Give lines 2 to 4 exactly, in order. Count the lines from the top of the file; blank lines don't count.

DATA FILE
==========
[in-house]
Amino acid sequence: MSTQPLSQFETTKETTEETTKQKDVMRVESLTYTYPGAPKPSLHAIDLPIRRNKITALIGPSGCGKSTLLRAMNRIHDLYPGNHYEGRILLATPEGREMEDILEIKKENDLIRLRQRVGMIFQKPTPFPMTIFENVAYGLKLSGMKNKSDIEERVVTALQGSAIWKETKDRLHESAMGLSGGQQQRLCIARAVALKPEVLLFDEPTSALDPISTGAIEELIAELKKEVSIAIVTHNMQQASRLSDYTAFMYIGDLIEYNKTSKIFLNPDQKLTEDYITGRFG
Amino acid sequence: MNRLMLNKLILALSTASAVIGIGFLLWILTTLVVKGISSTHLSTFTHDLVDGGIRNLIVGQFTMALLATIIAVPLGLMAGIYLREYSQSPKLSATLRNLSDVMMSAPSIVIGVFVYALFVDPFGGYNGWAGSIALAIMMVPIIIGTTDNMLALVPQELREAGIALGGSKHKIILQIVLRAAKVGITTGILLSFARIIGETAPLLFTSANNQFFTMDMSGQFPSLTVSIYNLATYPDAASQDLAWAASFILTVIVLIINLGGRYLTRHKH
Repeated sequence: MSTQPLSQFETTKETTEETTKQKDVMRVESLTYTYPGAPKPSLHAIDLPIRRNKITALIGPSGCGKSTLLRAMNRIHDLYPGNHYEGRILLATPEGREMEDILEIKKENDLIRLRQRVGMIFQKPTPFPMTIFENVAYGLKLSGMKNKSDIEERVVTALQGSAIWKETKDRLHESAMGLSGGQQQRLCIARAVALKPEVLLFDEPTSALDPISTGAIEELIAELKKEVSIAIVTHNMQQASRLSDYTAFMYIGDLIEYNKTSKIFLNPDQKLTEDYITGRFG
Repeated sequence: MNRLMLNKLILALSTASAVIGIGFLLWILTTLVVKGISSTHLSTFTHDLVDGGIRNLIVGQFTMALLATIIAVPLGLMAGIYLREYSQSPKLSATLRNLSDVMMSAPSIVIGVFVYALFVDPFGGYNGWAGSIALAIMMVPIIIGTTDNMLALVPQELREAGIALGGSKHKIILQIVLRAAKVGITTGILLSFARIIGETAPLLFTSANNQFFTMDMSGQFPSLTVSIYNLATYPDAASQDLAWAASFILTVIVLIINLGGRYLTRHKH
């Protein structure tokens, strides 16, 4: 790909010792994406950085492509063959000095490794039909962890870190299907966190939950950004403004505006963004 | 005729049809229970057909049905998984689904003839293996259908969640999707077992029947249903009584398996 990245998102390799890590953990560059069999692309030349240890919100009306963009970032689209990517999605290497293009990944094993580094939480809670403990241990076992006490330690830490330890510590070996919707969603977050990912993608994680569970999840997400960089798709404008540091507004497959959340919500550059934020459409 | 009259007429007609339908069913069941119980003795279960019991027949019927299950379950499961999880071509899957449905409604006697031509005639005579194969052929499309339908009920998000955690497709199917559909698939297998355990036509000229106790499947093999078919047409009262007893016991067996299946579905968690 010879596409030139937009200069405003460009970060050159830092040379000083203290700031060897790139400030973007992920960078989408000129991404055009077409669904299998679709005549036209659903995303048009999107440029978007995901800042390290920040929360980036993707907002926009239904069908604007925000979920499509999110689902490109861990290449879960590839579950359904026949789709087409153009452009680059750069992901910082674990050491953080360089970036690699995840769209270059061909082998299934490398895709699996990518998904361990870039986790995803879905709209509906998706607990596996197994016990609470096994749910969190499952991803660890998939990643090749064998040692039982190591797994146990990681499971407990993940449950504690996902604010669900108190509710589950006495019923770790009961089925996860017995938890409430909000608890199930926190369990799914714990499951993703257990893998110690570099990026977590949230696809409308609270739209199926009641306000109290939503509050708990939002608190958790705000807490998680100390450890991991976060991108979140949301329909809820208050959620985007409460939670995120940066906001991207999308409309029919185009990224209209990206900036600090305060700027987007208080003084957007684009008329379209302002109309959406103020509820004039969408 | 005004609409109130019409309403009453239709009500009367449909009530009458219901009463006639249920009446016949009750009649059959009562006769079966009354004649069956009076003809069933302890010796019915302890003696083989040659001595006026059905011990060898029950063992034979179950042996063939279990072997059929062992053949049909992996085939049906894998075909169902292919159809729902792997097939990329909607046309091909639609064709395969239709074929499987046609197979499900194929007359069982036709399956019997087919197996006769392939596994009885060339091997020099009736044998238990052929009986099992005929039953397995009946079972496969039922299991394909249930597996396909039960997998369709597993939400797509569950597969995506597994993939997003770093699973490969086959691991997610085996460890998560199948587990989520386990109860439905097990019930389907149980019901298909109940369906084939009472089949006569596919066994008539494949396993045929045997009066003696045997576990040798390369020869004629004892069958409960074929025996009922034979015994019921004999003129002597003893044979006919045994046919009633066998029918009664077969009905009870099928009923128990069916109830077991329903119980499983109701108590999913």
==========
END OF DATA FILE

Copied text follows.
Amino acid sequence: MSTQPLSQFETTKETTEETTKQKDVMRVESLTYTYPGAPKPSLHAIDLPIRRNKITALIGPSGCGKSTLLRAMNRIHDLYPGNHYEGRILLATPEGREMEDILEIKKENDLIRLRQRVGMIFQKPTPFPMTIFENVAYGLKLSGMKNKSDIEERVVTALQGSAIWKETKDRLHESAMGLSGGQQQRLCIARAVALKPEVLLFDEPTSALDPISTGAIEELIAELKKEVSIAIVTHNMQQASRLSDYTAFMYIGDLIEYNKTSKIFLNPDQKLTEDYITGRFG
Amino acid sequence: MNRLMLNKLILALSTASAVIGIGFLLWILTTLVVKGISSTHLSTFTHDLVDGGIRNLIVGQFTMALLATIIAVPLGLMAGIYLREYSQSPKLSATLRNLSDVMMSAPSIVIGVFVYALFVDPFGGYNGWAGSIALAIMMVPIIIGTTDNMLALVPQELREAGIALGGSKHKIILQIVLRAAKVGITTGILLSFARIIGETAPLLFTSANNQFFTMDMSGQFPSLTVSIYNLATYPDAASQDLAWAASFILTVIVLIINLGGRYLTRHKH
Repeated sequence: MSTQPLSQFETTKETTEETTKQKDVMRVESLTYTYPGAPKPSLHAIDLPIRRNKITALIGPSGCGKSTLLRAMNRIHDLYPGNHYEGRILLATPEGREMEDILEIKKENDLIRLRQRVGMIFQKPTPFPMTIFENVAYGLKLSGMKNKSDIEERVVTALQGSAIWKETKDRLHESAMGLSGGQQQRLCIARAVALKPEVLLFDEPTSALDPISTGAIEELIAELKKEVSIAIVTHNMQQASRLSDYTAFMYIGDLIEYNKTSKIFLNPDQKLTEDYITGRFG